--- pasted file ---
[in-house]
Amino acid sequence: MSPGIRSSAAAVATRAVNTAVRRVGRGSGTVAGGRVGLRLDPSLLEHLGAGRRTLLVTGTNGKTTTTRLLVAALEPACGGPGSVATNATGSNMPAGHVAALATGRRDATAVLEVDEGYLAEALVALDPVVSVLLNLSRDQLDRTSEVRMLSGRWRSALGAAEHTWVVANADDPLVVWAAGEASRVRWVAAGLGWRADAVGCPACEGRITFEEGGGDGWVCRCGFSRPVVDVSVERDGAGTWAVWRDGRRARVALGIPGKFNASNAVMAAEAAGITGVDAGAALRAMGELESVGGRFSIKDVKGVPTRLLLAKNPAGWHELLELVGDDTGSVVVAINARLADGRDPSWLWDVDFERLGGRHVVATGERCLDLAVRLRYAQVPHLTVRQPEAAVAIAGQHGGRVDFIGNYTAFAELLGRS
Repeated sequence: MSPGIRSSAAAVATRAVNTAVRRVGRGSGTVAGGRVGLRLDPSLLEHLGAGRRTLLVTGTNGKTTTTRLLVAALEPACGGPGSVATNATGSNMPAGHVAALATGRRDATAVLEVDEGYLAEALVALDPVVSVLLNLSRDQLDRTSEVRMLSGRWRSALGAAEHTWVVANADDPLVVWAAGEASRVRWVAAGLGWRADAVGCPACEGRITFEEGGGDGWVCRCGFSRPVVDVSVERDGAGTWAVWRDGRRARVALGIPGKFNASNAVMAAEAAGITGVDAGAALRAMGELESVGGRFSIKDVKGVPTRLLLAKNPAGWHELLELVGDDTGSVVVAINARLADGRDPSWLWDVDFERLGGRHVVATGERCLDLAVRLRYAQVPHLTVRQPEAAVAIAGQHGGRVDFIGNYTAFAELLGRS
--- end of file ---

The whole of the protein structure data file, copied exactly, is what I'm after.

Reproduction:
[in-house]
Amino acid sequence: MSPGIRSSAAAVATRAVNTAVRRVGRGSGTVAGGRVGLRLDPSLLEHLGAGRRTLLVTGTNGKTTTTRLLVAALEPACGGPGSVATNATGSNMPAGHVAALATGRRDATAVLEVDEGYLAEALVALDPVVSVLLNLSRDQLDRTSEVRMLSGRWRSALGAAEHTWVVANADDPLVVWAAGEASRVRWVAAGLGWRADAVGCPACEGRITFEEGGGDGWVCRCGFSRPVVDVSVERDGAGTWAVWRDGRRARVALGIPGKFNASNAVMAAEAAGITGVDAGAALRAMGELESVGGRFSIKDVKGVPTRLLLAKNPAGWHELLELVGDDTGSVVVAINARLADGRDPSWLWDVDFERLGGRHVVATGERCLDLAVRLRYAQVPHLTVRQPEAAVAIAGQHGGRVDFIGNYTAFAELLGRS
Repeated sequence: MSPGIRSSAAAVATRAVNTAVRRVGRGSGTVAGGRVGLRLDPSLLEHLGAGRRTLLVTGTNGKTTTTRLLVAALEPACGGPGSVATNATGSNMPAGHVAALATGRRDATAVLEVDEGYLAEALVALDPVVSVLLNLSRDQLDRTSEVRMLSGRWRSALGAAEHTWVVANADDPLVVWAAGEASRVRWVAAGLGWRADAVGCPACEGRITFEEGGGDGWVCRCGFSRPVVDVSVERDGAGTWAVWRDGRRARVALGIPGKFNASNAVMAAEAAGITGVDAGAALRAMGELESVGGRFSIKDVKGVPTRLLLAKNPAGWHELLELVGDDTGSVVVAINARLADGRDPSWLWDVDFERLGGRHVVATGERCLDLAVRLRYAQVPHLTVRQPEAAVAIAGQHGGRVDFIGNYTAFAELLGRS